Posted by: Lisa Hill | October 5, 2010

Dublin Writers’ Museum

The Dublin Writers’ Museum is a treasure trove of all things literary in Dublin.  It plays host to a collection of letters, manuscripts, memorabilia, busts and paintings of the Great Men (and occasional Great Woman), and it’s even got James Joyce’s piano, repatriated from Trieste.

It’s located on Parnell Square on the far side of the River Liffey from our hotel but a local bus dropped us almost right outside.  The building (set up with funds from the EU) is a superb Georgian mansion with stunning ceilings and stained glass windows, and the artwork on the doorways is magnificent.

The museum focusses on Irish writing from a Dublin perspective, noting that Irish literature has been disproportionately influential considering that Ireland is a small country and is isolated geographically both from the continent and from Britain.  Although most of its most famous writers write in English and many of them have for various reasons worked from beyond its shores, their writing has a  uniquely Irish perspective.  During the British period much writing focussed on themes of dispossession and occupation while post independence many writers have focussed on liberation from religious strictures and the influence of the church. 

The Irish are justifiably proud of their literary heritage.  Four Irish writers have won the Nobel Prize for Literature: William Butler Yeats; dramatists George Bernard Shaw and Samuel Beckett; and the poet Seamus Heaney.  They’ve done well with the Booker prize too: winners have included Anne Enright (2007), John Banville (2005) , Iris Murdoch (1978), and Roddy Doyle (1993).   Dozens of Irish writers have been long and short-listed for the prize, and J.G. Farrell(born in Liverpool of Irish descent) won the ‘Lost Booker’ for ‘The Siege of Krishnapur’ this year.

Among the writers celebrated in the museum are Jonathan Swift (Gulliver’s Travels, and an ancient copy of A Tale of a Tub); Bram Stoker’s Dracula, James Joyce’s Ulysses (of course, though they don’t have a first edition); plays by Oscar Wilde and Samuel Beckett; but sadly I couldn’t find anything by one of my favourites, William Trevor.  Perhaps this is because he is still alive and writing great books!

It’s a measure of how good this museum is that The Spouse – who reads non-fiction but not novels – found it fascinating too:)


Responses

  1. I admit to benevolent envy. This sounds like a fabulous trip. And the Irish are disproportionately represented in English letters. I actually kind of love when a small countries develop excellence in one particular field (I am thinking also of Jamaica and their sprinters; Chile and poetry; Dominican Republic and baseball). There is something about the ability of relatively small countries outproducing and outperforming more populous rivals that I find fascinating and uplifting. I think it shows something of the power of community over sheer numbers.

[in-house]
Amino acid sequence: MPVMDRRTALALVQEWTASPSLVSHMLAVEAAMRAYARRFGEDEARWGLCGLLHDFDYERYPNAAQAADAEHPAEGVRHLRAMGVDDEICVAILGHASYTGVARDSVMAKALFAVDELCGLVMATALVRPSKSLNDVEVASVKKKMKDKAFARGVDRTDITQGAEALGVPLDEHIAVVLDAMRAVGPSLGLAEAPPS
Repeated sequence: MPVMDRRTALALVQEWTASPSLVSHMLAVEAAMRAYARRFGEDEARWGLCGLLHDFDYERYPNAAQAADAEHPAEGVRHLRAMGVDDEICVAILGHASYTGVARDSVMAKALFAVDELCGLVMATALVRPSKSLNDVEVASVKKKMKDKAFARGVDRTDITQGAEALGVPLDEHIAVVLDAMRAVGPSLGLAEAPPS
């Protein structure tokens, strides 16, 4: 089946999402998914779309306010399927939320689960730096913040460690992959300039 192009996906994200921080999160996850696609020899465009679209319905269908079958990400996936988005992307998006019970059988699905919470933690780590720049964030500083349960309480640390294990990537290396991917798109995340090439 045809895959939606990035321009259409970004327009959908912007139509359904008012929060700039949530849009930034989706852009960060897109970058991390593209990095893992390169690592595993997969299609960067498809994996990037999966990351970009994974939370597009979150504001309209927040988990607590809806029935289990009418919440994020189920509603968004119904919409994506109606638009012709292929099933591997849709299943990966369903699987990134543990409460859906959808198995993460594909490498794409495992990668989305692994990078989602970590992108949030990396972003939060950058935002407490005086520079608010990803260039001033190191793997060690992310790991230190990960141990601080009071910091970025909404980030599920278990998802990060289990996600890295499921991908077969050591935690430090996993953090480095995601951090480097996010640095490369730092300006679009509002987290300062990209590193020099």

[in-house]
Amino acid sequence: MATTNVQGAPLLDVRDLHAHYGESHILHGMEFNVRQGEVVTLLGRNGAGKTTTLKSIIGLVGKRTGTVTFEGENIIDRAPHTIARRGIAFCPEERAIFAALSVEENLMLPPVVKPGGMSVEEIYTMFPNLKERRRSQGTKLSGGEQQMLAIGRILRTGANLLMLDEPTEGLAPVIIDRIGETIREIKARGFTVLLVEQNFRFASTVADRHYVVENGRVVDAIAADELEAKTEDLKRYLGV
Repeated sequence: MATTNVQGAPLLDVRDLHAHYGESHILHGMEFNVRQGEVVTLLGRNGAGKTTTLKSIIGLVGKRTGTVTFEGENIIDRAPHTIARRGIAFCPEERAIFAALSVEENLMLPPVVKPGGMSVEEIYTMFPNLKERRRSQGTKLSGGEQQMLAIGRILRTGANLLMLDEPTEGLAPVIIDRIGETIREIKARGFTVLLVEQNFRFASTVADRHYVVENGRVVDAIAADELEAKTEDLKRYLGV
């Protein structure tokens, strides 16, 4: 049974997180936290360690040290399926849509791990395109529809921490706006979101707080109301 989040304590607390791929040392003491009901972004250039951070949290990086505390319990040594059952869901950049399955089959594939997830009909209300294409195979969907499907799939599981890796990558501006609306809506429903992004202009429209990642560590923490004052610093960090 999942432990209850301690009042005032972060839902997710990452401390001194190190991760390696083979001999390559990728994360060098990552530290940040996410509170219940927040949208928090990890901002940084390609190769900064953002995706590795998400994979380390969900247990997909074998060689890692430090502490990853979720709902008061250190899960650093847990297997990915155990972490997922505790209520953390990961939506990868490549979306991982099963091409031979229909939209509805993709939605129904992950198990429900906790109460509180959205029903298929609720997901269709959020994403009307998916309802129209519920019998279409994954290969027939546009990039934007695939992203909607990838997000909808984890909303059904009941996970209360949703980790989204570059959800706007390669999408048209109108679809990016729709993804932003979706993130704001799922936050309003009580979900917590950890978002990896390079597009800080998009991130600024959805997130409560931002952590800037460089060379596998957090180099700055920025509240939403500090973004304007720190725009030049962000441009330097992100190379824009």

Enjoyed the post and now I have another place on my TBV (to be visited) list. I don’t think I have enough years or money for all these lists…..

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    • Oh me too, Kerry, I don’t have any hope of seeing all the places I want to see before they lock me up in the Old Folks Home!

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  2. I heard Joseph O’Connor speak about why the Irish are such good writers and his theory was that it was because writing/literature was highly valued by the Irish. He claimed if you were Irish and told your family you were ditching your studies or your job to write a novel your parents would revere you and tell everyone your plans; if you’re English and did the same thing you’d be reviled. I thought that was a terrific explanation.

    By the way, I went to the Irish Writers Museum in 1999. I remember finding it slightly dull because it was full of classic writers rather than modern ones. I’d probably enjoy it much more now.

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  3. Love it … love Irish literature. The first time I went to the British Isles, we had to decide where to spend our precious 5 weeks. Most of it was spent in England – London, Bath, Oxford, Cambridge, the Lakes District, Haworth and York – but where else. While most of my friends had tended to head to Scotland and while my father’s family came from Wales, it was for Ireland (the Republic thereof) that my heart yearned. I wasn’t sorry – even if the weather did its darnedest cloud my rose-coloured glasses!

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  4. […] Favorite Lit-Blog Things: October 7, 2010 I enjoyed this post at ANZLitLover LitBlog about Lisa’s trip to the Dublin Writers Museum and the Irish’s over-representation in […]

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